The third Panelist was Prof. Dr. Deborah (Debbie) Schanz from the University of Munich.  She referred to the already existing complexity under IFRS, the existing deviations, the complex adjustments  and the lack of knowledge in many countries.  A way forward on simplification, tax authorities could  identify the red flags that would lead or not  to a reporting under Pillar Two:

  • no or very low corporate income tax would lead to reporting; 
  • a high tax country where in nearly all cases the effective tax rate is above 15 %, no assessment would be needed of the subsidiaries in that country;
  • countries where in general the tax rate is high enough, but where some concern may exist because of, for example, specific tax incentives, those cases should be scrutinized.

Under those conditions, MNEs would

  • have nothing to do under the second case;
  • calculate a simplified ETR (for example taxes paid / country tax base but adjusted for the potential red flags) and file where the ETR could fall below the 15 pct.

The final speaker, Mr Dennis Beyers, Head of tax at UCB, stressed that companies are not against the minimum tax, but that innovation is so key that it needs to be accommodated effectively. .  He welcomed the strong signal from OECD and EU to ”take innovation seriously”.  He also indicated, however, that deferred tax assets may create tax effects and the treatment under Pillar Two may result in adverse effects hampering business (for example in case of scale up or lack of cash).  He also pointed to the fact that pre regime tax losses can only be recovered at 15 % and hence foregoes neutrality.  He also referred to the importance of legal certainty, the compliance burden put on business and the danger of unharmonized rules, e.g., between the EU and the US.  Upfront certainty is a necessity and cross-border disputes should be addressed..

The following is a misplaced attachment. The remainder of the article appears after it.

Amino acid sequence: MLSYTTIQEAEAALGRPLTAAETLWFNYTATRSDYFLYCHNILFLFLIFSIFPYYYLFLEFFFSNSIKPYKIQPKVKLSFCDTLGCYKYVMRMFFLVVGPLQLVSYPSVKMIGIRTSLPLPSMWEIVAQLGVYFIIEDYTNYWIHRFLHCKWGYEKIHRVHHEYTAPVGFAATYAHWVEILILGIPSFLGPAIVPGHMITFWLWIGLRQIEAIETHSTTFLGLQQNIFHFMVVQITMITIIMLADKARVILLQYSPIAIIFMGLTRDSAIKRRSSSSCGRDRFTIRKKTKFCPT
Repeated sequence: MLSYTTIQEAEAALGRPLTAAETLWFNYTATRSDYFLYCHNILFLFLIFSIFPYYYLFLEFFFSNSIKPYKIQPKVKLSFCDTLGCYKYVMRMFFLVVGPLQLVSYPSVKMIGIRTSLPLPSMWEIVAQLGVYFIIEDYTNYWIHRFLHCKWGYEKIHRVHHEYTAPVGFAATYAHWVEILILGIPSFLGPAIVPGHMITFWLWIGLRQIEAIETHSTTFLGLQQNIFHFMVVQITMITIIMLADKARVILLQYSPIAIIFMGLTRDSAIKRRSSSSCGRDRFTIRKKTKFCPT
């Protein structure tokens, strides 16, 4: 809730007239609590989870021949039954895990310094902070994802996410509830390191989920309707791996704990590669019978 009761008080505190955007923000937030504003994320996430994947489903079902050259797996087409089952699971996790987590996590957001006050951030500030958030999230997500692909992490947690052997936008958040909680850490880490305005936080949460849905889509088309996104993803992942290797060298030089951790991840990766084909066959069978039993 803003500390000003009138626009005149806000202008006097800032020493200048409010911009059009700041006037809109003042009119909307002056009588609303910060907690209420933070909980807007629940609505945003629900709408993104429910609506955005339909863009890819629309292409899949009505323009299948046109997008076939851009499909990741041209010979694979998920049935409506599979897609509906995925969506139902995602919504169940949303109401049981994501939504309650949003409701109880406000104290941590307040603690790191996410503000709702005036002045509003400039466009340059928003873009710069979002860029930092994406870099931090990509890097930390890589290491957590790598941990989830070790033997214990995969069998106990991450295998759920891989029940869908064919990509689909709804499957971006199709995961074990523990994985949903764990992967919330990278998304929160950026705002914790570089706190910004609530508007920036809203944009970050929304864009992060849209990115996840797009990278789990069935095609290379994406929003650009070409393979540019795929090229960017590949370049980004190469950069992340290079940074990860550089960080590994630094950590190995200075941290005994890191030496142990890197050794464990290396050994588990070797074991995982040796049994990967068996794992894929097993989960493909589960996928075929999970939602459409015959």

The Ministers of Finance of Belgium, Mr Vincent Van Peteghem, and Germany, Mr Christian Lindner, confirmed the commitment of both countries to implement the two-pillar approach swiftly which can be called an historic milestone.  They expressed the hope to reach final agreement on Pillar II soon and progress on PIllar One at the OECD Ministerial Meeting of 8th June.